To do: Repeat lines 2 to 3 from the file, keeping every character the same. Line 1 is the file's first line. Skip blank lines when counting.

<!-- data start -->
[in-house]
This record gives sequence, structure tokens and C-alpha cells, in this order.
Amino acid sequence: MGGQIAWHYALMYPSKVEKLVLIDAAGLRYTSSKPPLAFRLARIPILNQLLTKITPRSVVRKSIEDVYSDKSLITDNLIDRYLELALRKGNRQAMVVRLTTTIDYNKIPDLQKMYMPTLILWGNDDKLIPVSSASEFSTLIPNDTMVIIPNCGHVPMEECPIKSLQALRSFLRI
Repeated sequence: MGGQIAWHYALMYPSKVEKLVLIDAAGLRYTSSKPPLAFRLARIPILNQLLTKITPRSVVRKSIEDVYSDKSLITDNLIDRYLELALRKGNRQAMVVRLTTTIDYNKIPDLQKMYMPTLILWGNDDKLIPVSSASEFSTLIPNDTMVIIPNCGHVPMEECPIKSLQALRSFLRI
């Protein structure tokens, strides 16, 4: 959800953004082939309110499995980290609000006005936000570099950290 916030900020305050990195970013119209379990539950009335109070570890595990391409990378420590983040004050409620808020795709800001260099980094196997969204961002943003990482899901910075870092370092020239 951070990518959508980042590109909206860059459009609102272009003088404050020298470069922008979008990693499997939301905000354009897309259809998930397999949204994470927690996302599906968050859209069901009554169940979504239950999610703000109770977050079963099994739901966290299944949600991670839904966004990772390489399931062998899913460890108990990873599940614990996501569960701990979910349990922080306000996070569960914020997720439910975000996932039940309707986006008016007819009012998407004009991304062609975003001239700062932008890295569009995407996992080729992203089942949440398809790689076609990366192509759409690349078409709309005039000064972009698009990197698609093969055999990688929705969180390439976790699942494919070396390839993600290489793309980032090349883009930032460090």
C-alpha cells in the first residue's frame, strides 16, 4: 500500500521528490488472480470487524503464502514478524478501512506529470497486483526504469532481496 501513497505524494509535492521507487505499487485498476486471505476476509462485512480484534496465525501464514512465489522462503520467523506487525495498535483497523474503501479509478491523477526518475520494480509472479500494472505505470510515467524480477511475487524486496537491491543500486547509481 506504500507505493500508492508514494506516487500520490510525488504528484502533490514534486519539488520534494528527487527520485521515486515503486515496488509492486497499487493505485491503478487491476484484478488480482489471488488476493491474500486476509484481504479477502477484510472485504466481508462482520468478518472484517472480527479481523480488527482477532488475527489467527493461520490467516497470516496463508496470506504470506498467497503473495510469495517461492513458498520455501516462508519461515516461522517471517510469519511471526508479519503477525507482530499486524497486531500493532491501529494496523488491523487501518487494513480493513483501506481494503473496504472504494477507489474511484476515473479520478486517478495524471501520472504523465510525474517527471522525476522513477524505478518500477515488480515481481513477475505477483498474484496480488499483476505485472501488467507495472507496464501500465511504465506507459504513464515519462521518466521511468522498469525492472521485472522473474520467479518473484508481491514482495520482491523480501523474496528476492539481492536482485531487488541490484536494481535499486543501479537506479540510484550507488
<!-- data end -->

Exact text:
This record gives sequence, structure tokens and C-alpha cells, in this order.
Amino acid sequence: MGGQIAWHYALMYPSKVEKLVLIDAAGLRYTSSKPPLAFRLARIPILNQLLTKITPRSVVRKSIEDVYSDKSLITDNLIDRYLELALRKGNRQAMVVRLTTTIDYNKIPDLQKMYMPTLILWGNDDKLIPVSSASEFSTLIPNDTMVIIPNCGHVPMEECPIKSLQALRSFLRI